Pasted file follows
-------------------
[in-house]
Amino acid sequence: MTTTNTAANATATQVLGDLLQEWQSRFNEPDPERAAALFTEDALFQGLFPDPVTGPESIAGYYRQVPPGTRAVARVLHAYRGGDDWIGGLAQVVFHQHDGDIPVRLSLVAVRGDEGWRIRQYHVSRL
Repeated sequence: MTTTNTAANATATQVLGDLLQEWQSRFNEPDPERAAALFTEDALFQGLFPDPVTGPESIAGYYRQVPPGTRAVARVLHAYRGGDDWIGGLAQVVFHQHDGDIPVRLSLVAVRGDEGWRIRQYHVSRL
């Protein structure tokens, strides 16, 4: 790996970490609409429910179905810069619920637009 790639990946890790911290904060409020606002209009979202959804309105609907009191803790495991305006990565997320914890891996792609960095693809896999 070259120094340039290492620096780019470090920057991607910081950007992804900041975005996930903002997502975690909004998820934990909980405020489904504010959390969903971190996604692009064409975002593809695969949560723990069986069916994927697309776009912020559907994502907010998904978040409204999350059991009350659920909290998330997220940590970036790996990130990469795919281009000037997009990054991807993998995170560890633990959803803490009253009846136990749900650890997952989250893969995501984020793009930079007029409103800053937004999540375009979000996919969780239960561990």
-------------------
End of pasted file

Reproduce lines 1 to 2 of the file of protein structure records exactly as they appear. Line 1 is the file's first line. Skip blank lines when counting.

[in-house]
Amino acid sequence: MTTTNTAANATATQVLGDLLQEWQSRFNEPDPERAAALFTEDALFQGLFPDPVTGPESIAGYYRQVPPGTRAVARVLHAYRGGDDWIGGLAQVVFHQHDGDIPVRLSLVAVRGDEGWRIRQYHVSRL